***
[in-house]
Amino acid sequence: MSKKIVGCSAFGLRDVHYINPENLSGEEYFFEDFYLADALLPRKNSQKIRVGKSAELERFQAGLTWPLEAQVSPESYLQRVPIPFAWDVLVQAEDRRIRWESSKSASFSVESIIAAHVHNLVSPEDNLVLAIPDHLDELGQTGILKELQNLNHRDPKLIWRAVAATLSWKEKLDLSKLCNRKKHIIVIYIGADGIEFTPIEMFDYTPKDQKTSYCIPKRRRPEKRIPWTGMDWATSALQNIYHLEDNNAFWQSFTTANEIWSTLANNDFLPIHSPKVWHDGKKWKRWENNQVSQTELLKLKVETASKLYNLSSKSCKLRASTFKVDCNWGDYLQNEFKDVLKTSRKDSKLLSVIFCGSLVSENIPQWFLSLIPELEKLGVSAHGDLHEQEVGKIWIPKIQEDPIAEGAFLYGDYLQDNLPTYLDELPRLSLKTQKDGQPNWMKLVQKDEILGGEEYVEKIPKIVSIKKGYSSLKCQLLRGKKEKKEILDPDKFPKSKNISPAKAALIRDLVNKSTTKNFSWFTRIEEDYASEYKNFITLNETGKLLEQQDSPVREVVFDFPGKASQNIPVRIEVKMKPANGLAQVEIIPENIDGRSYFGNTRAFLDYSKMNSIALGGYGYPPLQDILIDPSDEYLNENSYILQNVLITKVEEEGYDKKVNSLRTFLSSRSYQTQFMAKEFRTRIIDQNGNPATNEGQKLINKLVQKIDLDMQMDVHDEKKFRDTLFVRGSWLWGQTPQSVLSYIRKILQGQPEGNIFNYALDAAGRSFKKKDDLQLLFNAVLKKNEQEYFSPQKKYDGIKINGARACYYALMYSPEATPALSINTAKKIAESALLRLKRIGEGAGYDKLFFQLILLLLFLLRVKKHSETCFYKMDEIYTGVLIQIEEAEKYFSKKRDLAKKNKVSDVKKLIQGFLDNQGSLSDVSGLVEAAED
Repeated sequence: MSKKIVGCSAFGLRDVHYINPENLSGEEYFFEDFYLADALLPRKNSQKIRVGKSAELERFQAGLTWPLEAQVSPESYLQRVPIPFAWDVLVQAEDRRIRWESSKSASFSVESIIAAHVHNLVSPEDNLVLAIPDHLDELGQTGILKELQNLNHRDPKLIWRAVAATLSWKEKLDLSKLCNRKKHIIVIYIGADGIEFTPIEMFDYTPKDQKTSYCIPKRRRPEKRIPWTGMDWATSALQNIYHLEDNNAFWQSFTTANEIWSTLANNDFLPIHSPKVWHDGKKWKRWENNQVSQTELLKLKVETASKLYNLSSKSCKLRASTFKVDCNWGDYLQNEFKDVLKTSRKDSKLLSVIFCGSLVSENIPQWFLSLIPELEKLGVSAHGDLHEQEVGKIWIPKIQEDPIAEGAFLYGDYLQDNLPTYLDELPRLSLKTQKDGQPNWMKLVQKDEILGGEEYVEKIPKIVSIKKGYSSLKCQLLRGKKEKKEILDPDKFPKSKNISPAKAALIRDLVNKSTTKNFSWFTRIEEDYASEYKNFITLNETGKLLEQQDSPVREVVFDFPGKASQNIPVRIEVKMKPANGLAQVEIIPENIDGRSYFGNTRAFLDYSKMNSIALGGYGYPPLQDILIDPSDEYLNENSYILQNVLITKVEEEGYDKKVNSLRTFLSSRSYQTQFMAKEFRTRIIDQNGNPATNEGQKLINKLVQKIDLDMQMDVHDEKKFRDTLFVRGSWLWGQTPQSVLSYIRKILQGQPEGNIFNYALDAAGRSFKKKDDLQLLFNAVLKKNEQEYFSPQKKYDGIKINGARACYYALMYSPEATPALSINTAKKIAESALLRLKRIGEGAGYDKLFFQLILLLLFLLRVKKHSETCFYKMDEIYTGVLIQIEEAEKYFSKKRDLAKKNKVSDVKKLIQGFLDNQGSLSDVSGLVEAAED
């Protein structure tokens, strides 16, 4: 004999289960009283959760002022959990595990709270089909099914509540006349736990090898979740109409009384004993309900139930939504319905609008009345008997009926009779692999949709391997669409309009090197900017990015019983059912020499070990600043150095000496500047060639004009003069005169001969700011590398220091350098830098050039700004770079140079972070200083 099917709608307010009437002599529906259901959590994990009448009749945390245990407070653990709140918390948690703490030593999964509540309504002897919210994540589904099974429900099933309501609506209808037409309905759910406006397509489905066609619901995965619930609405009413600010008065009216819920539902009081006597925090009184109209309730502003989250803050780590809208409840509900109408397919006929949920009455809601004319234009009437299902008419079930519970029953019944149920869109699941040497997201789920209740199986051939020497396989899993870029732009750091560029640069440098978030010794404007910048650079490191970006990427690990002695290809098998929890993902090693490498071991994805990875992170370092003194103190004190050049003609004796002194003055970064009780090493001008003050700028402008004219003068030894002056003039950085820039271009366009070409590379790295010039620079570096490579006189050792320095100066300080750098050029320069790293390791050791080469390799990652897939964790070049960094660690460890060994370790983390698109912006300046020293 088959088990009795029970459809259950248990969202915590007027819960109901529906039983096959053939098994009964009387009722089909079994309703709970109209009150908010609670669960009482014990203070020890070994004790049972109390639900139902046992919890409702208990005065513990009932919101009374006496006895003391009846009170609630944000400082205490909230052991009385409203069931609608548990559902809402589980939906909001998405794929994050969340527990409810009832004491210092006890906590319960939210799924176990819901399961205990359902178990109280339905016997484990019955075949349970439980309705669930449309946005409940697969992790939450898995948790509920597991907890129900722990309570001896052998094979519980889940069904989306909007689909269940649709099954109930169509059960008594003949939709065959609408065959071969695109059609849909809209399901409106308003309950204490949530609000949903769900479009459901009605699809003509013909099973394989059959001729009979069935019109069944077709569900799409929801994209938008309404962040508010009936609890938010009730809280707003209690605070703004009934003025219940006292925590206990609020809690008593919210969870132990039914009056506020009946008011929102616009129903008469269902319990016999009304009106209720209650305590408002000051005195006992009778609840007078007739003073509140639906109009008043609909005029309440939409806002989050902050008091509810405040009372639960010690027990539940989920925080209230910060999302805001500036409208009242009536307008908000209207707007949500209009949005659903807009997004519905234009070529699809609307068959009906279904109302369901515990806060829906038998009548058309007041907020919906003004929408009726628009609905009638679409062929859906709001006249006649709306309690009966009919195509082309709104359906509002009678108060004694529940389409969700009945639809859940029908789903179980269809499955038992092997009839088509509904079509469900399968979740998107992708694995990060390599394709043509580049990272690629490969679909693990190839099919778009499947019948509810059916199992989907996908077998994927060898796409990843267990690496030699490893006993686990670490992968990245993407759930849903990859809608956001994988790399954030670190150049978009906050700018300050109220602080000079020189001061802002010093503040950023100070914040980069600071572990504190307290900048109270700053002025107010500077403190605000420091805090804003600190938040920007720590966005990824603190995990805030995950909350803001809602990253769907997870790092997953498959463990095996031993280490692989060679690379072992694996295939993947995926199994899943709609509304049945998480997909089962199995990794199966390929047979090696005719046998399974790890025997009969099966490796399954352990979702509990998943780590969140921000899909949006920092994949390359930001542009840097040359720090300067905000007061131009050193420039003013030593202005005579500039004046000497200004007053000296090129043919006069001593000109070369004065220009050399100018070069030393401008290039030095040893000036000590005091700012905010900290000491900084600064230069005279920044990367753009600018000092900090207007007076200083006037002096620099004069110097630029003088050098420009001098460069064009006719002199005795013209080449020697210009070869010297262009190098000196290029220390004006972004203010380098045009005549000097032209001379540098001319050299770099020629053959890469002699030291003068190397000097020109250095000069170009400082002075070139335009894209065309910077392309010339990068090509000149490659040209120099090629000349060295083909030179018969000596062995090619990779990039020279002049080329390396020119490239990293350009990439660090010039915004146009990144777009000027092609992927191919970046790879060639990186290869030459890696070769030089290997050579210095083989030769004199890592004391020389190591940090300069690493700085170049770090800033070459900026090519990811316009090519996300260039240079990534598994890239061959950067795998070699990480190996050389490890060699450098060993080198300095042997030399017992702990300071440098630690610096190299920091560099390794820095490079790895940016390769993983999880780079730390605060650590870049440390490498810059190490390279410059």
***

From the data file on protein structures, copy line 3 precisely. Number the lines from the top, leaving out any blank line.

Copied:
Repeated sequence: MSKKIVGCSAFGLRDVHYINPENLSGEEYFFEDFYLADALLPRKNSQKIRVGKSAELERFQAGLTWPLEAQVSPESYLQRVPIPFAWDVLVQAEDRRIRWESSKSASFSVESIIAAHVHNLVSPEDNLVLAIPDHLDELGQTGILKELQNLNHRDPKLIWRAVAATLSWKEKLDLSKLCNRKKHIIVIYIGADGIEFTPIEMFDYTPKDQKTSYCIPKRRRPEKRIPWTGMDWATSALQNIYHLEDNNAFWQSFTTANEIWSTLANNDFLPIHSPKVWHDGKKWKRWENNQVSQTELLKLKVETASKLYNLSSKSCKLRASTFKVDCNWGDYLQNEFKDVLKTSRKDSKLLSVIFCGSLVSENIPQWFLSLIPELEKLGVSAHGDLHEQEVGKIWIPKIQEDPIAEGAFLYGDYLQDNLPTYLDELPRLSLKTQKDGQPNWMKLVQKDEILGGEEYVEKIPKIVSIKKGYSSLKCQLLRGKKEKKEILDPDKFPKSKNISPAKAALIRDLVNKSTTKNFSWFTRIEEDYASEYKNFITLNETGKLLEQQDSPVREVVFDFPGKASQNIPVRIEVKMKPANGLAQVEIIPENIDGRSYFGNTRAFLDYSKMNSIALGGYGYPPLQDILIDPSDEYLNENSYILQNVLITKVEEEGYDKKVNSLRTFLSSRSYQTQFMAKEFRTRIIDQNGNPATNEGQKLINKLVQKIDLDMQMDVHDEKKFRDTLFVRGSWLWGQTPQSVLSYIRKILQGQPEGNIFNYALDAAGRSFKKKDDLQLLFNAVLKKNEQEYFSPQKKYDGIKINGARACYYALMYSPEATPALSINTAKKIAESALLRLKRIGEGAGYDKLFFQLILLLLFLLRVKKHSETCFYKMDEIYTGVLIQIEEAEKYFSKKRDLAKKNKVSDVKKLIQGFLDNQGSLSDVSGLVEAAED